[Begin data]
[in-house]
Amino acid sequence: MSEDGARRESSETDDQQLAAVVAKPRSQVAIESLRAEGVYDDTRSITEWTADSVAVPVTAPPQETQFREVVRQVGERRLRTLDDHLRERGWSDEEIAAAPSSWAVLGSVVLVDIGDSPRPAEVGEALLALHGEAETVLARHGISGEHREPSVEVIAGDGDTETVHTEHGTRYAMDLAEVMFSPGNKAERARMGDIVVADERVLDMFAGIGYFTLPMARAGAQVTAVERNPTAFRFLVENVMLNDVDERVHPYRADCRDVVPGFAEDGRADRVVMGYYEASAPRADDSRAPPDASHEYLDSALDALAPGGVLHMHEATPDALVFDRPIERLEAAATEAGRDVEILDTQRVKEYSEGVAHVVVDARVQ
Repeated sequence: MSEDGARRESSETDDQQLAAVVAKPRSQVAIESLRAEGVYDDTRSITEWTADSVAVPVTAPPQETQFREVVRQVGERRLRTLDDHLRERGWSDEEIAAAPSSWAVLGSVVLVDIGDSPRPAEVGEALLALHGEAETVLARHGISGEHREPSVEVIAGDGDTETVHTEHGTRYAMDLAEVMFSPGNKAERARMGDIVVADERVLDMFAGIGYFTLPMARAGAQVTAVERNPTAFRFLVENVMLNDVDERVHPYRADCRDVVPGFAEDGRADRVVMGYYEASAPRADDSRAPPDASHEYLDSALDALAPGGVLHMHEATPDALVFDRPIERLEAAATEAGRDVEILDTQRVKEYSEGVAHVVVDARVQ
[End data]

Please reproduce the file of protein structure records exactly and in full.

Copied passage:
[in-house]
Amino acid sequence: MSEDGARRESSETDDQQLAAVVAKPRSQVAIESLRAEGVYDDTRSITEWTADSVAVPVTAPPQETQFREVVRQVGERRLRTLDDHLRERGWSDEEIAAAPSSWAVLGSVVLVDIGDSPRPAEVGEALLALHGEAETVLARHGISGEHREPSVEVIAGDGDTETVHTEHGTRYAMDLAEVMFSPGNKAERARMGDIVVADERVLDMFAGIGYFTLPMARAGAQVTAVERNPTAFRFLVENVMLNDVDERVHPYRADCRDVVPGFAEDGRADRVVMGYYEASAPRADDSRAPPDASHEYLDSALDALAPGGVLHMHEATPDALVFDRPIERLEAAATEAGRDVEILDTQRVKEYSEGVAHVVVDARVQ
Repeated sequence: MSEDGARRESSETDDQQLAAVVAKPRSQVAIESLRAEGVYDDTRSITEWTADSVAVPVTAPPQETQFREVVRQVGERRLRTLDDHLRERGWSDEEIAAAPSSWAVLGSVVLVDIGDSPRPAEVGEALLALHGEAETVLARHGISGEHREPSVEVIAGDGDTETVHTEHGTRYAMDLAEVMFSPGNKAERARMGDIVVADERVLDMFAGIGYFTLPMARAGAQVTAVERNPTAFRFLVENVMLNDVDERVHPYRADCRDVVPGFAEDGRADRVVMGYYEASAPRADDSRAPPDASHEYLDSALDALAPGGVLHMHEATPDALVFDRPIERLEAAATEAGRDVEILDTQRVKEYSEGVAHVVVDARVQ